For people not involved in software development, programming and coding sound like the same thing — except they’re not, and it can be important to look at the differences. Coding is basically the process of writing code from one language to another, whereas programming is the process of developing a program so that human inputs and machine outputs are in sync.
In other words, programming deals with the bigger picture, while “coding is the easy part of programming,” Leslie Lamport told ZME Science during an interview at the Heidelberg Laureate Forum (HLF) in Germany, an annual event that brings together the world’s foremost mathematicians and computer scientists.
“Programming can be divided into roughly 3 sub-tasks. The first thing is deciding what the program should do. If you don’t think carefully about that, it’s going to wind up not doing something that it probably should do or you wind up with an ‘absolute bug-free program’. Because to have a bug, you have to have some notion of what it means for the program to be operating correctly. And there is no precise definition of what it means for the program to be correctly operating — so, well, no bugs. Not a very good situation,” said Lamport, who is best known for his seminal work in distributed systems and the development of the document preparation system LaTeX.
Leslie Lamport was the recipient of the 2013 Turing Award for imposing clear, well-defined coherence on the seemingly chaotic behavior of distributed computing systems, in which several autonomous computers communicate with each other by passing messages.
He loves clean code and good algorithms — and he loves to highlight the difference between the two.
“The second part is deciding how the program should do that. And that’s what I would call the algorithm level rather than the code level. If you take something like Euclid’s algorithm and you write Euclid’s algorithm in English, there’s no programming language involved. It’s an algorithm. It’s not a piece of code.”
“The easy part is taking that algorithm and encoding it in some particular programming language. But imagine trying to invent Euclid’s algorithm. If you were thinking about it in terms of code, you know, gee, should I have a procedure here? Should this be an assignment statement? You’d never discover Euclid’s algorithm.”
“So, you should be thinking about the algorithm — the basic how it’s done — before you start writing code.”
“You don’t understand something until you’ve written it down carefully — carefully enough to explain it to somebody else. And if you haven’t done that, you’re just thinking you understand it,” Lamport said at HLF 2019.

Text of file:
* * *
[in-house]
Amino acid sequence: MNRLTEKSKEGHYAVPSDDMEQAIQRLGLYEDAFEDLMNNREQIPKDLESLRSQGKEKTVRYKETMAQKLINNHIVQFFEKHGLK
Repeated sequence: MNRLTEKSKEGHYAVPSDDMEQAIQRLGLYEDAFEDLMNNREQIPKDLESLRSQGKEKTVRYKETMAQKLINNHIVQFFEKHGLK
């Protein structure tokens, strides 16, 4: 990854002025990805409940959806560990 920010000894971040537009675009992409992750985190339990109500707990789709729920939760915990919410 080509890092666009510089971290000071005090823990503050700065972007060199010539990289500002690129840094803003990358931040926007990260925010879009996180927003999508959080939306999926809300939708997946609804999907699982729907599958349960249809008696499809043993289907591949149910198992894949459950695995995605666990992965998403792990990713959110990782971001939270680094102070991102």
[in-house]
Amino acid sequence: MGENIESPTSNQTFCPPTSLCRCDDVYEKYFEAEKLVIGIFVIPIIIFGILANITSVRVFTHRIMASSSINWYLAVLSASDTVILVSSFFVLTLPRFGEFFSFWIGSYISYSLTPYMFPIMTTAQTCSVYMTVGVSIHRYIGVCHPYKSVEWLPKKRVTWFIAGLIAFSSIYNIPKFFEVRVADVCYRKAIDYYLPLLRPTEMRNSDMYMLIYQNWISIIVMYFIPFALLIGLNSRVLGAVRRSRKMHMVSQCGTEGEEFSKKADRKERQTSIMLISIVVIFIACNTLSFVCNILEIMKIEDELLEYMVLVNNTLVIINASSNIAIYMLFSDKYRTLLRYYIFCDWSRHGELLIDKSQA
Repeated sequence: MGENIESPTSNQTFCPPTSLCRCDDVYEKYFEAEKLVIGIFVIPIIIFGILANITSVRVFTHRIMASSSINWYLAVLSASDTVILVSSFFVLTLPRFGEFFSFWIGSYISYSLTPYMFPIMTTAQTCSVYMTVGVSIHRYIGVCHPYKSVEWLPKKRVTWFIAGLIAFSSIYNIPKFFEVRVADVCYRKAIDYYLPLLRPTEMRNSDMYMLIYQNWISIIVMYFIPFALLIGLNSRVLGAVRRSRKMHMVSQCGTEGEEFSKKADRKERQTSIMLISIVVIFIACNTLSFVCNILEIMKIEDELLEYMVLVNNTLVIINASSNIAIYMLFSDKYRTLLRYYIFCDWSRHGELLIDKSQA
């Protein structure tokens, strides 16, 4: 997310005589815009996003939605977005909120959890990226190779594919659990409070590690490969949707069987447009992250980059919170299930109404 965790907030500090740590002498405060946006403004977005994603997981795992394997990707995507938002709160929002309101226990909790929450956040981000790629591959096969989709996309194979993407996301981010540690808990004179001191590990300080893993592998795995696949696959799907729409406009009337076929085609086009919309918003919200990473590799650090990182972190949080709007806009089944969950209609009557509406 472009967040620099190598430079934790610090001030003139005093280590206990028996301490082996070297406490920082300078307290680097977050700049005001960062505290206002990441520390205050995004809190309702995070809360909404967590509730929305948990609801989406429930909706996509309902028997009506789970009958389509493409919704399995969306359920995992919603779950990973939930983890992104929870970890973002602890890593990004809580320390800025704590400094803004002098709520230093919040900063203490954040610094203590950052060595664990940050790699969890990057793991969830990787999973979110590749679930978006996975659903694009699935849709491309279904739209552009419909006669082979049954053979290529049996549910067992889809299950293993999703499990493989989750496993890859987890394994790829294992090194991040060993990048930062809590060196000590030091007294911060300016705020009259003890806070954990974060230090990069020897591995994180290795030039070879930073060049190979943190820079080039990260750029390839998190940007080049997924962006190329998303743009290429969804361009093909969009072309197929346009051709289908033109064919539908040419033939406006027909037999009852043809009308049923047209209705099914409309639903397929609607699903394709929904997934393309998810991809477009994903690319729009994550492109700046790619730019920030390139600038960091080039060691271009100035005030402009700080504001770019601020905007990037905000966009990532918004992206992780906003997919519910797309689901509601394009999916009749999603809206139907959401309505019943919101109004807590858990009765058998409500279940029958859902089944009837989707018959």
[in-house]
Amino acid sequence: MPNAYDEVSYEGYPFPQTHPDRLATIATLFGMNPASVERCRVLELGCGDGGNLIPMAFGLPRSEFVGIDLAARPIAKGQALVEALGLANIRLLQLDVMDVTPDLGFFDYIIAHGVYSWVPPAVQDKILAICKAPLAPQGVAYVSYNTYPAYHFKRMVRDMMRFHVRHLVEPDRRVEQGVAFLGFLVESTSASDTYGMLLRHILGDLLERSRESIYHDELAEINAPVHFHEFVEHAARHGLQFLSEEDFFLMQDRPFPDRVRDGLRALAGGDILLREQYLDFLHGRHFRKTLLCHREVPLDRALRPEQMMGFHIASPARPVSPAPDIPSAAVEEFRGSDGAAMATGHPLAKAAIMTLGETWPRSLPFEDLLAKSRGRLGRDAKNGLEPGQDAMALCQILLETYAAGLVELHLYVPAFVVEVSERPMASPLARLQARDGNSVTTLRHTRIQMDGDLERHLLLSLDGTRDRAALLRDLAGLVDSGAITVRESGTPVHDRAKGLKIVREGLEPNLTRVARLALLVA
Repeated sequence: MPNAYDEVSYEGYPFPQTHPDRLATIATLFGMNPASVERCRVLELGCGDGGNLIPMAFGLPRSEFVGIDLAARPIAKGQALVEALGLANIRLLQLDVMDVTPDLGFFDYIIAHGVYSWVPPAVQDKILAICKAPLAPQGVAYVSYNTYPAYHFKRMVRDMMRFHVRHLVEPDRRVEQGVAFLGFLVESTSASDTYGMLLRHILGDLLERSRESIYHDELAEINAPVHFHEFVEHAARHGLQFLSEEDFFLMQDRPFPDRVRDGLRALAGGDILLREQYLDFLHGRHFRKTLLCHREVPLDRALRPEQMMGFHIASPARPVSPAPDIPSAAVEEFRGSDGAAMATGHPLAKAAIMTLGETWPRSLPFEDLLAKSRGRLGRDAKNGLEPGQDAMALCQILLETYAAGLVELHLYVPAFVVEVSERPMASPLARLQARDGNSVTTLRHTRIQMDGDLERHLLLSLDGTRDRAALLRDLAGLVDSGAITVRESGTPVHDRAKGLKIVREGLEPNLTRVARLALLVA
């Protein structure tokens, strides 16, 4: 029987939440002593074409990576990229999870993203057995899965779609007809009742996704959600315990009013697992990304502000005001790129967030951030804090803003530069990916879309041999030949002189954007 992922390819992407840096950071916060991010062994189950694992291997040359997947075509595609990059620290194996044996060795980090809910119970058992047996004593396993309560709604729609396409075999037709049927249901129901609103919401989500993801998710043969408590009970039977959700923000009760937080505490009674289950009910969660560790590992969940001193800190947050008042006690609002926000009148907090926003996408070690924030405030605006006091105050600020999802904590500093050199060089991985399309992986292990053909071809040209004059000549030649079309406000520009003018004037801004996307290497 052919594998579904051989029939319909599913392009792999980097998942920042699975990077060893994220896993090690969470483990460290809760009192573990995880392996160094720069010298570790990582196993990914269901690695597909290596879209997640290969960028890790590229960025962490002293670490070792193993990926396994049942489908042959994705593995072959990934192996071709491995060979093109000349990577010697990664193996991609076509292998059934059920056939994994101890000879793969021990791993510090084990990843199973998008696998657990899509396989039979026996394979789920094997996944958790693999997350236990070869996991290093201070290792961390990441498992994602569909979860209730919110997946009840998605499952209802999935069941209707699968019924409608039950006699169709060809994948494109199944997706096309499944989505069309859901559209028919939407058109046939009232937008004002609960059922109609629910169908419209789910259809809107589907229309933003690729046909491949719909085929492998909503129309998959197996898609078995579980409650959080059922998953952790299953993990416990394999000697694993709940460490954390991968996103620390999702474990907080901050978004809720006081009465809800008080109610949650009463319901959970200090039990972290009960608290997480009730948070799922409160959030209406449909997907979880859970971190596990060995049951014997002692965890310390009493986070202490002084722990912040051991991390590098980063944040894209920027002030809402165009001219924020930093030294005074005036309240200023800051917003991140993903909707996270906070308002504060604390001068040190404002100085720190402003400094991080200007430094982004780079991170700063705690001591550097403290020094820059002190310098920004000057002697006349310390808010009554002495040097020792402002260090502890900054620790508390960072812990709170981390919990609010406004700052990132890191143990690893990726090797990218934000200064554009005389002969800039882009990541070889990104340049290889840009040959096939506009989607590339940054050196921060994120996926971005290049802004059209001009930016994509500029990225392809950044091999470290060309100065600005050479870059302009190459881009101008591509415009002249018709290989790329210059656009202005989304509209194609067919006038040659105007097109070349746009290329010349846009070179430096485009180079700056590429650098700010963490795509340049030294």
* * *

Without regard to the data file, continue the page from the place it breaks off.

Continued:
“The ‘what a program should do’ should be at a level of detail so that somebody could use the program just based on that description. They shouldn’t have to look at the code to see what the program does. It’s absolutely disgraceful that it has become common practice that if somebody writes a program and somebody else wants to use it, well, he has to read the code to find out what the algorithm does.”
So what can a programmer do to write more clearly and improve their software development skills? This is where TLA+comes in.
Lamport designed TLA+ as a set of tools for specifying and modeling algorithms. It consists of the TLA (Temporal Language of Actions) specification and PlusCal algorithm language, as well as a set of associated tools for writing and modeling. Many liken its use to drawing blueprints for software systems.
“Unlike most languages that engineers use, this is completely mathematical. My goal is, in addition to providing a tool that engineers can use to find errors in their designs, it also improves their thinking about the systems they’re building. Ultimately it leads them to build better systems,” Lamport said.
“By describing it mathematically, you’re able to get closer to the essence of what the algorithm is without having programming language constructs get in the way. It’s something that’s not easy for engineers to learn. Changing the way they think part — that takes time,” he added.
As an anecdote to illustrate the power of mathematical thinking in system design, Lamport once solved the algorithm for digital signatures — which form the backbone of secure online communications — on a piece of napkin.
Many software engineers are petrified of mathematical equations, but by Lamport’s reasoning, they’re doing a disservice to themselves by not employing mathematical thinking in their system design. Oftentimes, you don’t need code — you just need the algorithm.
Think of it this way: writing is a way of revealing how fuzzy your thinking is. In this context, coding is just a small part of programming where real thinking takes place.
The world needs good coders, and it also needs good programmers — and it’s better for everyone if we understand the difference between the two.